The most priceless Scotch in the world?
You can’t taste the original MacKinlay’s scotch hauled to the Antarctic a century ago by legendary explorer Sir Ernest Shackleton.
But one can sample a clone of that rare blended-malt whisky, duplicated at Whyte & Mackay distillers, during Thursday’s photo-show by Cowichanian Gord Macdonald, who helped lift a case of the original Scotch from the ice.
“We spent many days excavating under the (Shackleton) hut in an infusion of whisky fumes; the ice was soaked with it.”
The valley timberframe-firm owner is donating two bottles of the cloned MacKinlay’s Scotch as door prizes during the Old Firehouse Wine Bar’s fundraiser for a Somenos Marsh wildlife-viewing tower.
Globally recognized Macdonald and Lawrence Timberframing will design and build the $50,000, 21-foot tower.
Lofty heights in the Scotch world include dozens of bottles in five cases of MacKinlay’s that Macdonald and his colleagues found, preserved under the floor of Shackleton’s Nimrod Hut in 2008. That discovery happened during one of Macdonald’s eight trips to help restore the historic buildings.
"The price is simple: they're priceless," he said of the Scotch bottles wrapped in paper and straw inside wooden crates.
"They're associated with the stories — and the provenance is just so extraordinary. They're uninsurable."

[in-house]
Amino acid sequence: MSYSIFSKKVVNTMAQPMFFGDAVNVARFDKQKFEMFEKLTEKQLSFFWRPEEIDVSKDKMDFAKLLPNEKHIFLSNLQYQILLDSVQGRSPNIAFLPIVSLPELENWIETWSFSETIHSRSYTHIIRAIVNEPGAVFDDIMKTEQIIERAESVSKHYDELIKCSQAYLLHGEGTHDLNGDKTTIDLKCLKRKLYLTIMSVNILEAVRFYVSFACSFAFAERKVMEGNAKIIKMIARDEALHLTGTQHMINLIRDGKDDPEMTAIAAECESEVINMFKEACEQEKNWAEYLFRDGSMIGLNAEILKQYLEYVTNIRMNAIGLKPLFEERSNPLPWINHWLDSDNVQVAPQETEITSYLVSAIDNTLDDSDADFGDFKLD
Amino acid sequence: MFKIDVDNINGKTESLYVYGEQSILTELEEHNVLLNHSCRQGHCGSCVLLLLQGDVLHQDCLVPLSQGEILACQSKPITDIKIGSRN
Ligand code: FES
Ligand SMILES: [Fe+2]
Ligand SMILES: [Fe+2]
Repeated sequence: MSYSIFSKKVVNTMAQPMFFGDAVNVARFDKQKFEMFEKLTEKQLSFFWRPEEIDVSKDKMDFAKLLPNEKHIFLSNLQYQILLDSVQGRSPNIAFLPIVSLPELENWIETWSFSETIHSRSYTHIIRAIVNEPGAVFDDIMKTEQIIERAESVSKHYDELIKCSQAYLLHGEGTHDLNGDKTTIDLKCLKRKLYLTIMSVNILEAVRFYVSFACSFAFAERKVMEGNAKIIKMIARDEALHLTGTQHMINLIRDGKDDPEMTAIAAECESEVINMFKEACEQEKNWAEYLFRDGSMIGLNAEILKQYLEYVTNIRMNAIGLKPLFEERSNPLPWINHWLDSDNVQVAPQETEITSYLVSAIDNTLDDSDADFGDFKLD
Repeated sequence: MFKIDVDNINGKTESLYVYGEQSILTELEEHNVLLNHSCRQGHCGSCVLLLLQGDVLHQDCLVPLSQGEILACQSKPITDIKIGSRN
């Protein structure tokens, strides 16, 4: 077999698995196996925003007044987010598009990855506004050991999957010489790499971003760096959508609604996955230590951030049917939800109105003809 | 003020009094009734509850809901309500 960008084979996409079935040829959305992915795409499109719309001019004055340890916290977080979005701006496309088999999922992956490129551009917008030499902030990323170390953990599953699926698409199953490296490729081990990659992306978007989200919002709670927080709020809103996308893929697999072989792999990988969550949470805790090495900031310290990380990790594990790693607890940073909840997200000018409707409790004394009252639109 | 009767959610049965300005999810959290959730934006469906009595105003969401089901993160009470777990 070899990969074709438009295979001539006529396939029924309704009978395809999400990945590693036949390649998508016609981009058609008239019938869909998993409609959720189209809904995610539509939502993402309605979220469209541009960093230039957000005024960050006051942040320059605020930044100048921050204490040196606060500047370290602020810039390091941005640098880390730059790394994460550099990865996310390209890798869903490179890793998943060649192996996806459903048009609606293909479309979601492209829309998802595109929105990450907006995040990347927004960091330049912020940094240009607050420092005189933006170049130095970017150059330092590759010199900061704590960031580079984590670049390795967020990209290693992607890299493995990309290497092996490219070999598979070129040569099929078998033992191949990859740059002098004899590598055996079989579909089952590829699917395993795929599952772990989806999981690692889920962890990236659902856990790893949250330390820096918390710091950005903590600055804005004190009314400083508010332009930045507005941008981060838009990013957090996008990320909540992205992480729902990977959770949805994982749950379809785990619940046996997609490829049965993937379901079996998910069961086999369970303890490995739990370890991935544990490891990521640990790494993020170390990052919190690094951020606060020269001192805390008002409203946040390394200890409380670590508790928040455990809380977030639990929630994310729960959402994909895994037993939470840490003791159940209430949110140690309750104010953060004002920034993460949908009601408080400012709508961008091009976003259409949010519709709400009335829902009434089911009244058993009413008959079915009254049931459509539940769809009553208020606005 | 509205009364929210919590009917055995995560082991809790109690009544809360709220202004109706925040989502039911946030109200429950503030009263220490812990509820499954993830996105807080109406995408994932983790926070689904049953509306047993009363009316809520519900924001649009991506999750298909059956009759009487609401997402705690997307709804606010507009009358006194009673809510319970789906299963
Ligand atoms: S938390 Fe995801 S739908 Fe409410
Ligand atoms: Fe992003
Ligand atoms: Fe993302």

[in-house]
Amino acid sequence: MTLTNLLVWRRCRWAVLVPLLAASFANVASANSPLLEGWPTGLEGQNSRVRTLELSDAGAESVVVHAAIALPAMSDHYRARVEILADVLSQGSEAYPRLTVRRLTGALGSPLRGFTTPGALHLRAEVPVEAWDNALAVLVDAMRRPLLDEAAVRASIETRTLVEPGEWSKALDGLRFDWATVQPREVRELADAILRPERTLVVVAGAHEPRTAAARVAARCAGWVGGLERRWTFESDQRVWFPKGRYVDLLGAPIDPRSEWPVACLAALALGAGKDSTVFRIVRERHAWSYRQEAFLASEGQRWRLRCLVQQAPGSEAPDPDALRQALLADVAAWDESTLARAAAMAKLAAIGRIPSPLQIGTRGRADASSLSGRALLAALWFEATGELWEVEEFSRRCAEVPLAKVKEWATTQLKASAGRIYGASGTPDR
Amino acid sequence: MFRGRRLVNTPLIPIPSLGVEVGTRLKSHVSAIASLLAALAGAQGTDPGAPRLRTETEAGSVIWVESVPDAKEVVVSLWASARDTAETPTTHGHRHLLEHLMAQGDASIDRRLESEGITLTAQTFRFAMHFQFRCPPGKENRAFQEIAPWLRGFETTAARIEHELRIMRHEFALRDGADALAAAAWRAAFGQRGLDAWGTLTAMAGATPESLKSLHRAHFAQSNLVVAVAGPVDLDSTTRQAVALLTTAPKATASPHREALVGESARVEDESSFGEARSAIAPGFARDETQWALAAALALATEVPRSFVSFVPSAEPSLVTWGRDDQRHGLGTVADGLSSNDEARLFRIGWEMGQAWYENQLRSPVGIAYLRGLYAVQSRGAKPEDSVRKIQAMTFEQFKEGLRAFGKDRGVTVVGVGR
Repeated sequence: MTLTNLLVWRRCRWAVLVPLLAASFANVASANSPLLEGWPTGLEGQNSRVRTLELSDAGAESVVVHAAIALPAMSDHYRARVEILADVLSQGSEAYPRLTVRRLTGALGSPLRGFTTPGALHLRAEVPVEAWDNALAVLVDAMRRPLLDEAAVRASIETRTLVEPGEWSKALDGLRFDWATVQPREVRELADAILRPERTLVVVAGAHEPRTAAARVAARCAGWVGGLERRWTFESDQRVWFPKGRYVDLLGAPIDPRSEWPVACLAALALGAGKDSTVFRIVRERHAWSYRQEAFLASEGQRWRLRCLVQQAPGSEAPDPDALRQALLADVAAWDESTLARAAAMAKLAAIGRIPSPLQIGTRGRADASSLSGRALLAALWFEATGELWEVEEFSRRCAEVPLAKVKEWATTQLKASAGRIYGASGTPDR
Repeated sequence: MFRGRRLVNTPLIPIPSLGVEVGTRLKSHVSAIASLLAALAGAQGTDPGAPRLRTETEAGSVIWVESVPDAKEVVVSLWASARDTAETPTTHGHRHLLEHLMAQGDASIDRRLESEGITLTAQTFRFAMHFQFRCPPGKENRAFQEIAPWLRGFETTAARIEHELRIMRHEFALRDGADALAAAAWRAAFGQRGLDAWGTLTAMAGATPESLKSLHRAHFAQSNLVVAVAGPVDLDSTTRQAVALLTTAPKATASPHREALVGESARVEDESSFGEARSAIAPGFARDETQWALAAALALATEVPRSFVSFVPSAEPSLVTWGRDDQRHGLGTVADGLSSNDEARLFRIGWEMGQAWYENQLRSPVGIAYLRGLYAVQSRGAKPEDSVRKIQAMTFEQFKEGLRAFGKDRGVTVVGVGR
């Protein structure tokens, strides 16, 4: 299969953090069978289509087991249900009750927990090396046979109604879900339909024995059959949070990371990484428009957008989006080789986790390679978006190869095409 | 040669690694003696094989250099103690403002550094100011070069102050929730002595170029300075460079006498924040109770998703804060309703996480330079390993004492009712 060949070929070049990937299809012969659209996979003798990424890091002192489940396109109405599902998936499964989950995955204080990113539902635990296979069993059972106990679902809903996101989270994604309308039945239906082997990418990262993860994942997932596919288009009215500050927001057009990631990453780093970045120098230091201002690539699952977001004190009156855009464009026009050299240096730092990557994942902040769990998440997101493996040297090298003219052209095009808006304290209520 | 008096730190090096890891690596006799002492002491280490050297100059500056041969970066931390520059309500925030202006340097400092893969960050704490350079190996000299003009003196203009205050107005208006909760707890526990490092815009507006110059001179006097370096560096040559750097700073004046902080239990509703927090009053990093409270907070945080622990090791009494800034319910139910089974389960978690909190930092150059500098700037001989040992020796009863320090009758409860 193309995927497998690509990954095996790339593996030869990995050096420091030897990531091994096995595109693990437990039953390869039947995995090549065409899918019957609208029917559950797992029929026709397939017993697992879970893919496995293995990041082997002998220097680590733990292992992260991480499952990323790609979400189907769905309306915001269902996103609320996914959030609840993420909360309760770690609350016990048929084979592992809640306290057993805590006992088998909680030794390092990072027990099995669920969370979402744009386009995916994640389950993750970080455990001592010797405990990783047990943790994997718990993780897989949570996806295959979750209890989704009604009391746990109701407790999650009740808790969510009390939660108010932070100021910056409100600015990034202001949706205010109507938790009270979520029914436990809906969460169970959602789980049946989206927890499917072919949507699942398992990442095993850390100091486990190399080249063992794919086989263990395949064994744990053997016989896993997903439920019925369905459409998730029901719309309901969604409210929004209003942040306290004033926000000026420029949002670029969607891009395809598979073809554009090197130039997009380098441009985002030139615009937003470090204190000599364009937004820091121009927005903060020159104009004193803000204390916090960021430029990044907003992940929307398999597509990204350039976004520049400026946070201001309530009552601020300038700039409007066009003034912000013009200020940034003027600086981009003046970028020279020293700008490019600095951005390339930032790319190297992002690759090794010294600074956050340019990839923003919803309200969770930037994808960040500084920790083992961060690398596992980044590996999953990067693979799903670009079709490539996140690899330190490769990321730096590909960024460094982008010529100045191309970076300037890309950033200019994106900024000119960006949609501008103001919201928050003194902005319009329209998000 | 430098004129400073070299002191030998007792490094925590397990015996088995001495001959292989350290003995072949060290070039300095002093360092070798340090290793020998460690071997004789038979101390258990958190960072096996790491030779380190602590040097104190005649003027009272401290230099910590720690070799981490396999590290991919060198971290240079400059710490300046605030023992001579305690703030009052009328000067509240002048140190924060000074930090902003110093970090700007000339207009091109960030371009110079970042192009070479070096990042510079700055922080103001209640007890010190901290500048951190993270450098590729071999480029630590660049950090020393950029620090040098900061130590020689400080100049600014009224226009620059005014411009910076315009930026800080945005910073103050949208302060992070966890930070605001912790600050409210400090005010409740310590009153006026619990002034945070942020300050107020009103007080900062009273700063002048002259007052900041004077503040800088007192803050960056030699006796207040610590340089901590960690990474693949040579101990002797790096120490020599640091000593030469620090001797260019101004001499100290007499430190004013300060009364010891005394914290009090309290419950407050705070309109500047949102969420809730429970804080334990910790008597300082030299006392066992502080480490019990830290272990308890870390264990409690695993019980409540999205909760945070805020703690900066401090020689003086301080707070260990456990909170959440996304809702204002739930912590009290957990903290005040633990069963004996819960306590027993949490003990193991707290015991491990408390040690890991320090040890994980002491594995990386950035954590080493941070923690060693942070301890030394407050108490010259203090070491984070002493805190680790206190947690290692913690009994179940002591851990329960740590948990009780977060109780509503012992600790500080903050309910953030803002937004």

“It took about two years to organize the response trip in 2010. We went back, this time to complete ice removal with a team from National Geographic, who filmed retrieval of the whisky.”
Bottles in the case removed were returned to the ice by New Zealand's prime minister, John Key, in December 2013 after the distillery's duplication.
Whyte & Mackay's master distiller Robert Paterson, and Scotch critic David Broom, were the only folks to sample the original whisky.
Luckily for Scotch aficionados, 65,000 bottles in two batches were reproduced then sold out — including Macdonald's two, and one owned by wine bar boss Jeff Downie.
"Scotch that English gentleman liked to drink in Edwardian times was really rich and full-flavoured," said Macdonald, "the type that went with a cigar. It has a very strong, rich, peaty taste.
"The man with the million-dollar nose (Paterson), described it as having 'a fresh taste, with spice and subtle smoke' in whisky jargon."
Macdonald is now planning his next Antarctic working-odyssey.
What: Finding Shackleton's Antarctic Whisky
When: May 8, 7 p.m.
Where: Old Firehouse Wine Bar, Duncan
Tickets: 50 tickets, $50 each. Call 250-597-3473.